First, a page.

Testimony to the U.S. Commission on Civil Rights: Attachment 4

On November 6, 2013 Applied Research Center (ARC) was rebranded as Race Forward: The Center for Racial Justice Innovation. The content on this page was published on the ARC website prior to the rebrand.
April 13, 2006

What Can Happen When a School Takes a Race-Conscious Approach to Discipline?

That is exactly what staff at James Lick Middle School in San Francisco, California decided to find out. Heidi Hess is Focused Effort Coordinator at James Lick. She says that teachers at her school were concerned that African American students, who make up less than a third of the student body, receive almost half the referrals for discipline.

"The first thing we had to do," to address this disparity, says Hess, "was to really become rigorous about collecting the data. We developed forms for teachers to use which documented when a student was sent out of class (for a disciplinary referral), who sent them out, and why." Collecting this data yielded some surprising results. "We found that over 75% of the referrals given out last school year were for defiance of authority or disruption of class." Furthermore, most cases involved conflicts between students and teachers, rather than between students. More serious offenses, such as possession of a weapon, were rare.

Collecting the data was just the first step. "We developed a system to feed the data collected directly back to the teaching staff," Hess says, "so they can better understand what is going on" and gauge their progress. "We looked at how teachers set the rules in their classrooms, and whether and how teachers involved students in defining classroom rules." They found that when students participate in forming the rules, they are less likely to perceive them as unfairly applied.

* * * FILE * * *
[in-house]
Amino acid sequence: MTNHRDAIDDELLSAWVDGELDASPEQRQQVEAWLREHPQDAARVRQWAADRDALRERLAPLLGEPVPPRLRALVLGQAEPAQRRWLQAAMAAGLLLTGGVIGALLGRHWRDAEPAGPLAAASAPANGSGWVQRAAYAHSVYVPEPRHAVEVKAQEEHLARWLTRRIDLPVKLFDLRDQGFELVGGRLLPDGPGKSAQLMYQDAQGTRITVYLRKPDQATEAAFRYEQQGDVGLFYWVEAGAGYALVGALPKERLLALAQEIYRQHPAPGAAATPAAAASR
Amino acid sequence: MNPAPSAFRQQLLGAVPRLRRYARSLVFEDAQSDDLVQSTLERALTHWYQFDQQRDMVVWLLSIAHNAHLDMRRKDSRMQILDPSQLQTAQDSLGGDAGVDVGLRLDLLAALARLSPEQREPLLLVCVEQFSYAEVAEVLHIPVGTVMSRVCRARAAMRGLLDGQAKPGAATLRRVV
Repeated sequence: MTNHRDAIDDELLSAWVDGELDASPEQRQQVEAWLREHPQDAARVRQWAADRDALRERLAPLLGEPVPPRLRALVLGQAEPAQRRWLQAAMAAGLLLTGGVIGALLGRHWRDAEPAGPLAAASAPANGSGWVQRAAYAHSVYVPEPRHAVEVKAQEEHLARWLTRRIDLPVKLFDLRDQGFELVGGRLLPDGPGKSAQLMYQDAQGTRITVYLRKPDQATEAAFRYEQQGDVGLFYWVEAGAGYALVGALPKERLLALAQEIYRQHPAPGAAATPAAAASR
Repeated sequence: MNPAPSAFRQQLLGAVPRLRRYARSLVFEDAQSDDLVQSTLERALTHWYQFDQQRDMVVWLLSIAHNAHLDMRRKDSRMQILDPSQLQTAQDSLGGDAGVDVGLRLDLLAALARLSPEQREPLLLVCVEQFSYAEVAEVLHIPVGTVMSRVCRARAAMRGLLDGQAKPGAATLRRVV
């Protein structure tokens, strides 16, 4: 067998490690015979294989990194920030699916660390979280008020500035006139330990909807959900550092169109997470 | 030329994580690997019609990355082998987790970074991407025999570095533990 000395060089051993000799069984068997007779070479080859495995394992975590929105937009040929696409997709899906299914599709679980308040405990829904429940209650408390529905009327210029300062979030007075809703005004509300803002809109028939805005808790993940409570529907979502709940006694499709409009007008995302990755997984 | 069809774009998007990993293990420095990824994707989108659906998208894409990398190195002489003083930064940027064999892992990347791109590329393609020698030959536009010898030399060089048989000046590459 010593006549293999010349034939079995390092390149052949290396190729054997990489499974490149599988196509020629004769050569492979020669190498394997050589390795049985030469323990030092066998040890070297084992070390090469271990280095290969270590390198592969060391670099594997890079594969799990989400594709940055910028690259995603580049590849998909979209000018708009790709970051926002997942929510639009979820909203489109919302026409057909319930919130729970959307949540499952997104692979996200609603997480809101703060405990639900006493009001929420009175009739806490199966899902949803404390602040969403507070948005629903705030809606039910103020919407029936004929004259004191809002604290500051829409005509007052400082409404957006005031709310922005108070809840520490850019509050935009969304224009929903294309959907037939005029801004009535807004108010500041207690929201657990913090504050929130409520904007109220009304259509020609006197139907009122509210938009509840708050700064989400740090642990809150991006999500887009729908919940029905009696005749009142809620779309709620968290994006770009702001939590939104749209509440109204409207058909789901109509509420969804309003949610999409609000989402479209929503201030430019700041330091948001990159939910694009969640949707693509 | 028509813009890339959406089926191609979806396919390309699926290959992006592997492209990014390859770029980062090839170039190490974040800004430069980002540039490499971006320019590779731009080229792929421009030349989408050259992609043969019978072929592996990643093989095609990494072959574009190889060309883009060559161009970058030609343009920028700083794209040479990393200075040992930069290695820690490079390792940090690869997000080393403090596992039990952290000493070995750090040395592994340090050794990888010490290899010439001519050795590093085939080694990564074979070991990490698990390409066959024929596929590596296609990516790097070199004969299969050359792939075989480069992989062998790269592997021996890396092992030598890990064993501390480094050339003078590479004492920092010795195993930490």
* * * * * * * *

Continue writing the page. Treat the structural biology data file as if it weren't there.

James Lick staff began holding monthly professional development meetings to work out alternative strategies for de-escalating conflict. They sought to emphasize teachers' roles in these interactions, rather than focusing solely on methods of changing students' behavior.

Although most of the power resides with the teachers, "it was a paradigm shift for the teaching staff to buy into the idea that it is their responsibility to minimize defiance situations," Hess continues. "We had to ask, 'What might be going on in the students minds? What's going on for the teacher? And what would be alternative practices?'"

"One of the best exercises we did was to role-play the beginning of a defiance scene. For example, a student walks into class and puts a soda on the table, even though no drinks are allowed in the classroom. The teacher asks the student to remove the drink. Just acting out different possible responses to this scene, with the staff taking not only the teacher's role, but also trying on the student's role-it was profound."

James Lick's revamped approach to discipline is still too new to determine whether these interventions will reduce the racial disparities in suspension referrals. But already teachers are experiencing some success. Hess offers an example: "One teacher reported that she was just about to yell, from across the room, at two African American girls who appeared to be talking and carrying on excessively. But she gave herself a few seconds to think of an alternative strategy for dealing with them. Instead, she walked over to them, and much to her surprise, found that they were talking about their work assignment. Far from yelling at them, she realized she didn't need to say anything at all."

(Interview by Applied Research Center, from Facing the Consequences: An Examination of Racial Discrimination in U.S. Public Schools.)